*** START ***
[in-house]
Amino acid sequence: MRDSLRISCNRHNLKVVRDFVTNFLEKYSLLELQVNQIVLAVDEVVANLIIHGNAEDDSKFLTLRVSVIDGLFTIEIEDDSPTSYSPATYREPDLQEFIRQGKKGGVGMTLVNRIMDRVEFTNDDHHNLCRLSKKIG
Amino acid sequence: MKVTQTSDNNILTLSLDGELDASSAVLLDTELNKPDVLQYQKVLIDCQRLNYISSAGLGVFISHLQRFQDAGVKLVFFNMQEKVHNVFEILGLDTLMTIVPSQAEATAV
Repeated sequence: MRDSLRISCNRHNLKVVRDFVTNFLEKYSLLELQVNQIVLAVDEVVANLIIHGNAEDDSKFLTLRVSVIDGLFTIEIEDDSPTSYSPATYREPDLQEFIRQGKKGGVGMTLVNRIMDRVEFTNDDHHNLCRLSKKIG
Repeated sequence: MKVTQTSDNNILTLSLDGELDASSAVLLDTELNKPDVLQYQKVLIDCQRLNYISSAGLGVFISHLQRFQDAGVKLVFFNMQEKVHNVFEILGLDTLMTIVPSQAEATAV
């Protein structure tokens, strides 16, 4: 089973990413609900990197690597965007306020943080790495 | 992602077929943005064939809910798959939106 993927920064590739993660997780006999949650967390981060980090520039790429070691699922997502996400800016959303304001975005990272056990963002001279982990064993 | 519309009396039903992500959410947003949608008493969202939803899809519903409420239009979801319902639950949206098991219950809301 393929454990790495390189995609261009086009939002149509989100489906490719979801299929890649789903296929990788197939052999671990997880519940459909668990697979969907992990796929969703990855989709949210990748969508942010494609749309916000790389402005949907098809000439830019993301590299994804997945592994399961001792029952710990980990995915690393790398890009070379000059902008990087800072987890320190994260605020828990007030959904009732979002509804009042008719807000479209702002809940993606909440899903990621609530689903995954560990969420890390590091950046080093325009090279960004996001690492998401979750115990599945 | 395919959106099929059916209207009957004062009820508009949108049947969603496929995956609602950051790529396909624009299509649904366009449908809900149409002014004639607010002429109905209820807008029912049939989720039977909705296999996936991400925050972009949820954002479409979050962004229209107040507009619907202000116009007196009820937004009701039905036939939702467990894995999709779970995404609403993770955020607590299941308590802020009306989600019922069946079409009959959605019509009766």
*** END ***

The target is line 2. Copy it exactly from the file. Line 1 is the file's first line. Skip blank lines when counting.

Amino acid sequence: MRDSLRISCNRHNLKVVRDFVTNFLEKYSLLELQVNQIVLAVDEVVANLIIHGNAEDDSKFLTLRVSVIDGLFTIEIEDDSPTSYSPATYREPDLQEFIRQGKKGGVGMTLVNRIMDRVEFTNDDHHNLCRLSKKIG